9. A game controller in accordance with claim 8, arranged to select a plurality of symbols from a set of symbols for play of the further game, and to provide control signals to control the display to display a plurality of the selected symbols.

10. A game controller in accordance with claim 9, wherein an outcome of the game determines a function of one or more of the symbols of the further game.

11. A game controller in accordance with claim 10, wherein an outcome of the game determines that one or more of the symbols in the further game will function as a “wild” symbol.

12. A game controller in accordance with claim 11, wherein a plurality of outcomes of the game designate that one or more symbols of the further game are “wild”.

13. A game controller in accordance with claim 10, wherein a game outcome of the game determines the function of one or more of the symbols for a plurality of subsequent further games.

14. A game controller in accordance with claim 8, the game and further game being triggered by an outcome of a primary game, the game controller being arranged to play a plurality of sequential operations of the game and further game as a result of the primary game outcome.

15. A method of gaming, comprising the steps of playing a game and a further game, displaying representations of the game, the representations comprising a selector having a plurality of outcome indicating parts and a marker, determining a game outcome for the game and controlling the marker to indicate the outcome indicating part associated with the game outcome, playing the further game, and operating the further game in dependence on the outcome of the game.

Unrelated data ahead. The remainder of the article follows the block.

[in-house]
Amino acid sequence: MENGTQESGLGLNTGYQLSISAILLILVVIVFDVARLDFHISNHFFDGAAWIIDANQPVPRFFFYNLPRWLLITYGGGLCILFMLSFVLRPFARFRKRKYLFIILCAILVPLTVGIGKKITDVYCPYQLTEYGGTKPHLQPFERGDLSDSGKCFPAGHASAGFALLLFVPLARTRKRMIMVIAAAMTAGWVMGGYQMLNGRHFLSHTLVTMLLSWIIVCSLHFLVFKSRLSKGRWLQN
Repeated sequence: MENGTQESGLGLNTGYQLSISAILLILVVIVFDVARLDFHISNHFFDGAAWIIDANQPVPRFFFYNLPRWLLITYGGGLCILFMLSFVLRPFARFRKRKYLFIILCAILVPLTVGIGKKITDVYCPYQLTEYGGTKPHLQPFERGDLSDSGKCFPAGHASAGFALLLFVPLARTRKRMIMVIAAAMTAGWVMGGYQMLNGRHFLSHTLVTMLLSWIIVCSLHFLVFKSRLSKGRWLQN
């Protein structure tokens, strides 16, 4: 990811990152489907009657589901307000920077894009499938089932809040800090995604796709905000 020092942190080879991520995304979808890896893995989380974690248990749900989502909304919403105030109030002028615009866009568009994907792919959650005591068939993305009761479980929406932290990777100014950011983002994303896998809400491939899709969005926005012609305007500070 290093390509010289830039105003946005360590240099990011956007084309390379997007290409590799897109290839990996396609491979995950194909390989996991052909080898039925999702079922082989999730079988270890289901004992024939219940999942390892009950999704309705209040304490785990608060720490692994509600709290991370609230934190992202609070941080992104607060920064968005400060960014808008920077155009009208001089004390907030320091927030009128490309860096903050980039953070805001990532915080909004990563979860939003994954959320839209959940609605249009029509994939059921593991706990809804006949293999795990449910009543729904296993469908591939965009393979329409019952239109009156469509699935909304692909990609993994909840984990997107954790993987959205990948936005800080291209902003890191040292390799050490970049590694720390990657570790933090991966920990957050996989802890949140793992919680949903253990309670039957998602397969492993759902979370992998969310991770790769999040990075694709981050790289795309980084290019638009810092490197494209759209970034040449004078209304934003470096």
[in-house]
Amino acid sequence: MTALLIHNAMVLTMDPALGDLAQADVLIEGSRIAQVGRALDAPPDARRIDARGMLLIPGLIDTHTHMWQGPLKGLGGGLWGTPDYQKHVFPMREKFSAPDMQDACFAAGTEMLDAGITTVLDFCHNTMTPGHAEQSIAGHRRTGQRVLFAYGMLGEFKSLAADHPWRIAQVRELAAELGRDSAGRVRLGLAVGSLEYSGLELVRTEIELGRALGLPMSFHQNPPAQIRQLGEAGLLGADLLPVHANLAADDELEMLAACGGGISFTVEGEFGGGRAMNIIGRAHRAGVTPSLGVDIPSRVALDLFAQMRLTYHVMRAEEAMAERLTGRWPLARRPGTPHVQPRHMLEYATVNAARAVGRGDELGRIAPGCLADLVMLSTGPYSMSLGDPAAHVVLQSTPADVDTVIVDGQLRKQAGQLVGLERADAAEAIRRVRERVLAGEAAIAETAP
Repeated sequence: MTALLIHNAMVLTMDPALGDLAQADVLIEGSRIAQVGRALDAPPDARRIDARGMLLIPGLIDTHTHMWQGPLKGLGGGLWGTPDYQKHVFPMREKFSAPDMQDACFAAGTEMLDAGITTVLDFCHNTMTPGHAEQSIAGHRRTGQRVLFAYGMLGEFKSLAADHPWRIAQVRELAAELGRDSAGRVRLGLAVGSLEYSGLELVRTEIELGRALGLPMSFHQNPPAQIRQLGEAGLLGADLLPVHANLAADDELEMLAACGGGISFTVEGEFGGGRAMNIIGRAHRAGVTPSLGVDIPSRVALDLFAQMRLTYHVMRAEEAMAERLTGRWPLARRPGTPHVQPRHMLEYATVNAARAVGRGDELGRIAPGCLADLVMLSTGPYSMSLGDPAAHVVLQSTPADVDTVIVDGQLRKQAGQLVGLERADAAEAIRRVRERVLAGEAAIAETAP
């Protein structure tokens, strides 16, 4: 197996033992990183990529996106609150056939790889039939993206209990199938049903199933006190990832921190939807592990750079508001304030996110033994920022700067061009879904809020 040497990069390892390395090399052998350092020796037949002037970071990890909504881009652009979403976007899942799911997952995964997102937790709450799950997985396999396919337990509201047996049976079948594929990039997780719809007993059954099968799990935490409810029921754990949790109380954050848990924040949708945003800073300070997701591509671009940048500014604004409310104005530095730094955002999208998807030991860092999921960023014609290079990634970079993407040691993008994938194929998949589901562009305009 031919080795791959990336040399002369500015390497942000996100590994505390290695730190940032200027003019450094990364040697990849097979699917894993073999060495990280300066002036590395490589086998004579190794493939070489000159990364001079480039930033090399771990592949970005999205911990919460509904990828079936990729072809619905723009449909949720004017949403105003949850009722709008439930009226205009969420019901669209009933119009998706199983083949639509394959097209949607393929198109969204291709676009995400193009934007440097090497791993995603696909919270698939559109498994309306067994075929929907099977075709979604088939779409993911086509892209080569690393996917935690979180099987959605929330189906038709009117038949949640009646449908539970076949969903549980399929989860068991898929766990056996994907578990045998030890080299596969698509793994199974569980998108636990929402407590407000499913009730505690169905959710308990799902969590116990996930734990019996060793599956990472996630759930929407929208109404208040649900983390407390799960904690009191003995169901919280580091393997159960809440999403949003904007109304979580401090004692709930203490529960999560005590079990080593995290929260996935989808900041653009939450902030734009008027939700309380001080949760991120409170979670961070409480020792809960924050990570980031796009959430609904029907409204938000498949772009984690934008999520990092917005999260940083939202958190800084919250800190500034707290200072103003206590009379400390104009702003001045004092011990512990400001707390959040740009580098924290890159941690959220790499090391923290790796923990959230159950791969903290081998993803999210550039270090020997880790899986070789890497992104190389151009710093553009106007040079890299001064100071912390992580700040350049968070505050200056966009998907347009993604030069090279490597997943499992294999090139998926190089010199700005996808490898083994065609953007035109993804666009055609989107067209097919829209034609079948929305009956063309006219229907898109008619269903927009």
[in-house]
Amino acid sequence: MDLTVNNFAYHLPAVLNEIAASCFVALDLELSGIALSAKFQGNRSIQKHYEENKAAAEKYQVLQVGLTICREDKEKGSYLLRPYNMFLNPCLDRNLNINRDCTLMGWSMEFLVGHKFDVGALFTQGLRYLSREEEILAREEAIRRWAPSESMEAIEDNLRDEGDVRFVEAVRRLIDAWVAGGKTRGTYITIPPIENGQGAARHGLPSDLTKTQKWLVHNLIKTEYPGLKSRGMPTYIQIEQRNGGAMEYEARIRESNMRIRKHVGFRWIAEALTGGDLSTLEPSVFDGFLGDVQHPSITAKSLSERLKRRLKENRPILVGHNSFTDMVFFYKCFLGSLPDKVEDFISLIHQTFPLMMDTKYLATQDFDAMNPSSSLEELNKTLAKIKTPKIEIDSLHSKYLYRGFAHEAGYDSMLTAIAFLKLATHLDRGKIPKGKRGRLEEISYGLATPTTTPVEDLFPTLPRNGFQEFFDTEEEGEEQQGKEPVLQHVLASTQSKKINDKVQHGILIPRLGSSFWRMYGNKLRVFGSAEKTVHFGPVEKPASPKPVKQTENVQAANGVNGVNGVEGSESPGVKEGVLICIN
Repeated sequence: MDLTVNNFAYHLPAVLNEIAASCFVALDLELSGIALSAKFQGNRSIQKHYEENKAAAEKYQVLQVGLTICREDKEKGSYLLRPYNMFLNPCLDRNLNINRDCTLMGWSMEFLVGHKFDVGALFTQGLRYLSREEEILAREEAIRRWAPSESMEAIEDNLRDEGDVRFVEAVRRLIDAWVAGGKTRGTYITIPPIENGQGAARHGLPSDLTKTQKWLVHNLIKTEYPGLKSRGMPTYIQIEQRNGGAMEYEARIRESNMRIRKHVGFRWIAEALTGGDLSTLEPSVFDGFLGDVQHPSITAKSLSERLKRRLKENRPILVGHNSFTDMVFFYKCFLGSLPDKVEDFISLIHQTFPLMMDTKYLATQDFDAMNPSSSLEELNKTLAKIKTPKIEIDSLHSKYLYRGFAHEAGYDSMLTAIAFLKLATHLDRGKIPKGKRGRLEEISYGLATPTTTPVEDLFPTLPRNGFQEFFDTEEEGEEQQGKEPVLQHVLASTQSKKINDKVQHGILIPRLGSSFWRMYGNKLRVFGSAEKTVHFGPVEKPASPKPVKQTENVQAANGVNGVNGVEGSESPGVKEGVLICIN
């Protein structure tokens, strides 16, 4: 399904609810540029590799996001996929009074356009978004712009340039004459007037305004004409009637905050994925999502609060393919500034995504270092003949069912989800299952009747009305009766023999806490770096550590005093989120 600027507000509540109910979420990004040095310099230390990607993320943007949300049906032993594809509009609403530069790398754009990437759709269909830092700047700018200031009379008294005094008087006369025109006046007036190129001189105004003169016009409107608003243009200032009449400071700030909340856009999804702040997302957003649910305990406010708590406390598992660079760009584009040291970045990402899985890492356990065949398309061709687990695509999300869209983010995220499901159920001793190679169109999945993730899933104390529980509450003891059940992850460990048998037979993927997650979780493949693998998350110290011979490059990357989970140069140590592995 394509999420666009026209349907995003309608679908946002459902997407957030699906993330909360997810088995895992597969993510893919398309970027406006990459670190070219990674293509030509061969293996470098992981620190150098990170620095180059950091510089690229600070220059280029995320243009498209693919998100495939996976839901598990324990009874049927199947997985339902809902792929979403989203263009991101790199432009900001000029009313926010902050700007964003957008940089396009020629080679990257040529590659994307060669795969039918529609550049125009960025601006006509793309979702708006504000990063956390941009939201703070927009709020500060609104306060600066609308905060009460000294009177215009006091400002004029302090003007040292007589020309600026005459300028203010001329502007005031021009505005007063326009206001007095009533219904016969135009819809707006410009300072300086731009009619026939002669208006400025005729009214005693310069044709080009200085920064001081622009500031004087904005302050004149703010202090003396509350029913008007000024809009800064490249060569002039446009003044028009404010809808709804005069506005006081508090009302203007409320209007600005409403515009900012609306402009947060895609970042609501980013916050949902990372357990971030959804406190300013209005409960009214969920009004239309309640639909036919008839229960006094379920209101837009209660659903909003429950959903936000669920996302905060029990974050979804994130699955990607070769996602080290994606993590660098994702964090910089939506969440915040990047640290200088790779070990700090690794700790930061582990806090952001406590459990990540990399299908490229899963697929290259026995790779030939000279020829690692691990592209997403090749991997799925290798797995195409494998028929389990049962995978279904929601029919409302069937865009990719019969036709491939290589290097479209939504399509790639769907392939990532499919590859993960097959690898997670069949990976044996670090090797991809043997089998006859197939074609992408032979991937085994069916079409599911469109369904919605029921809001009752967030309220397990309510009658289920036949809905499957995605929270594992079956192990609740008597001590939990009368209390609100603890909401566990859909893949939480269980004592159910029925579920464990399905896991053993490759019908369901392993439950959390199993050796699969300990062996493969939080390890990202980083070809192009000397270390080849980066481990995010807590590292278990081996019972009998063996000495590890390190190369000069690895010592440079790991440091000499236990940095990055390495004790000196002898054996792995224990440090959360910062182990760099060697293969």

16. A method in accordance with claim 15, wherein the step of playing the further game comprises selecting a plurality of symbols from a set of symbols for play of the further game, and displaying a plurality of the selected symbols.

17. A method in accordance with claim 16, wherein the step of operating the further game in dependence on the outcome of the game, comprises the outcome of the game determining a function of one or more of the symbols of the further game.

18. A method in accordance with claim 17, wherein an outcome of the game determines that one or more of the symbols in the further game functions as a “wild” symbol.

19. A method in accordance with claim 18, wherein a plurality of outcomes of the game determine that one or more symbols of the further game function a “wild” symbols.

20. A method in accordance with claim 16, wherein a game outcome of the game determines the function of one or more of the symbols for a plurality of subsequent further games.

21. A method in accordance with claim 15, comprising the steps of playing a primary game, an outcome of the primary game triggering play of the game and further game, and playing a plurality of sequential operations of the game and further game as a result of the primary game outcome.

22. A computer program, comprising instructions for controlling a computer to implement a gaming apparatus in accordance with any one of claim 1.

23. A computer readable medium providing a computer program in accordance with claim 22.

24. A data signal comprising a computer program in accordance with claim 22.

Description:

RELATED APPLICATIONS